Synonyms:approaching, oncoming
Antonyms: forgone, past
You May Remember: From unit 5, the IM- prefix means “into” so an impending event is one that is now “hanging into” our lives – it’s not here yet, but it’s in view.
Sample Sentence: The town was entirely overreacting to the news of the impending snowstorm, which ended up being fairly mild.

Ponderous (adj) – 1. Heavy or massive  2. Dull and boring

Synonyms:monotonous, tedious, uninteresting
Antonyms: engaging, gripping, buoyant 
Helpful Hints: Do NOT confuse this word by presuming that it has anything to do with the verb “to ponder”. Many people think this word means “thoughtful”. If you remember the meaning of the root POND, you should be able to remember that a ponderous book simply weighs a lot, and a ponderous speech is dull, and weighs down the room.
Sample Sentence: The soldiers’ legs grew tired daily under the weight of their ponderous backpacks.

TACIT        Silent

Tacit (adj) – Understood without being openly spoken

Synonyms: implied, implicit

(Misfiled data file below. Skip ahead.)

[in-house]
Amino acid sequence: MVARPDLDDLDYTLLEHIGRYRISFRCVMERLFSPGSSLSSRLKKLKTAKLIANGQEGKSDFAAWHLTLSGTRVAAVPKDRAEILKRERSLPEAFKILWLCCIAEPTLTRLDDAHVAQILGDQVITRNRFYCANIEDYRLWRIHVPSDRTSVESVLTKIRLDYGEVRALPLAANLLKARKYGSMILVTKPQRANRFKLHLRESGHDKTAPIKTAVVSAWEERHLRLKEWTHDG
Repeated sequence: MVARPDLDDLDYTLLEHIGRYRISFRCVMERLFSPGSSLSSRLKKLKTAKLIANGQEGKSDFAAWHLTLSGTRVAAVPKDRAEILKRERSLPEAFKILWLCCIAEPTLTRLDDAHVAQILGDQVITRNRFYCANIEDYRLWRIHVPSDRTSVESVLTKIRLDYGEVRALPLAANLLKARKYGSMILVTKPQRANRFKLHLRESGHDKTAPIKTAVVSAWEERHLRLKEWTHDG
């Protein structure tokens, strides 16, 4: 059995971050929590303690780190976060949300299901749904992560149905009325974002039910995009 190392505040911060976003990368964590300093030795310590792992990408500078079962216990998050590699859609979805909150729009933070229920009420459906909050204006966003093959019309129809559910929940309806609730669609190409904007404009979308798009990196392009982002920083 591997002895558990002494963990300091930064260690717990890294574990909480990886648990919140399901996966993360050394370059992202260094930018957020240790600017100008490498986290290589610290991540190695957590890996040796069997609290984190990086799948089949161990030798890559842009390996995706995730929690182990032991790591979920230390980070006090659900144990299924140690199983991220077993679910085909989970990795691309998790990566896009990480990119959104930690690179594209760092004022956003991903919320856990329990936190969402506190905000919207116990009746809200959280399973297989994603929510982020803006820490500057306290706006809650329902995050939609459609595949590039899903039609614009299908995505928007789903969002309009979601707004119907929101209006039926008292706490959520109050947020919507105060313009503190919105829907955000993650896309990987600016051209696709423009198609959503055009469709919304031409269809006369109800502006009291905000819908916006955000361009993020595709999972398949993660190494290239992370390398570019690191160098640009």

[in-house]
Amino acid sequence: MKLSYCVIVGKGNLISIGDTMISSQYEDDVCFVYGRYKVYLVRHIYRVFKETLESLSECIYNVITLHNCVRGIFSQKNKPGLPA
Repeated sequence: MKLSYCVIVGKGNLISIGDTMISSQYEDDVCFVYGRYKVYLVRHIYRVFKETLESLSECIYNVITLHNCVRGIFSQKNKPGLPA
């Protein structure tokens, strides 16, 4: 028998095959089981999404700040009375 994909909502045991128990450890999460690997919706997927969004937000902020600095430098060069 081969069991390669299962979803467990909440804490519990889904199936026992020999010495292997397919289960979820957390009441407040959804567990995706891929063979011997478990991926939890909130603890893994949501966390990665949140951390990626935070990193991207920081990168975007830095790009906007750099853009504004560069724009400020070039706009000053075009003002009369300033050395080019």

Antonyms: explicit, voiced
Helpful Hints: You often hear the phrases “tacit agreement” or “tacit rule” – these are ones that do not ever have to be said, they’re just understood
Sample Sentence: After the embarrassing incident, the friends had a tacit agreement that they would never mention it in public—not ever.

Taciturn (adj) – Using few words, laconic, terse, not talkative

Synonyms: reserved, introverted, silent
Antonyms: conversational, chatty, loquacious
Helpful Hints: Similar to “tacit” but referring to a person.
Sample Sentence: Natalia was usually taciturn, so when she won her class’s Poetry Out Loud competition, her peers and her teacher were doubly impressed.


2 thoughts on “Sophomores – Unit 1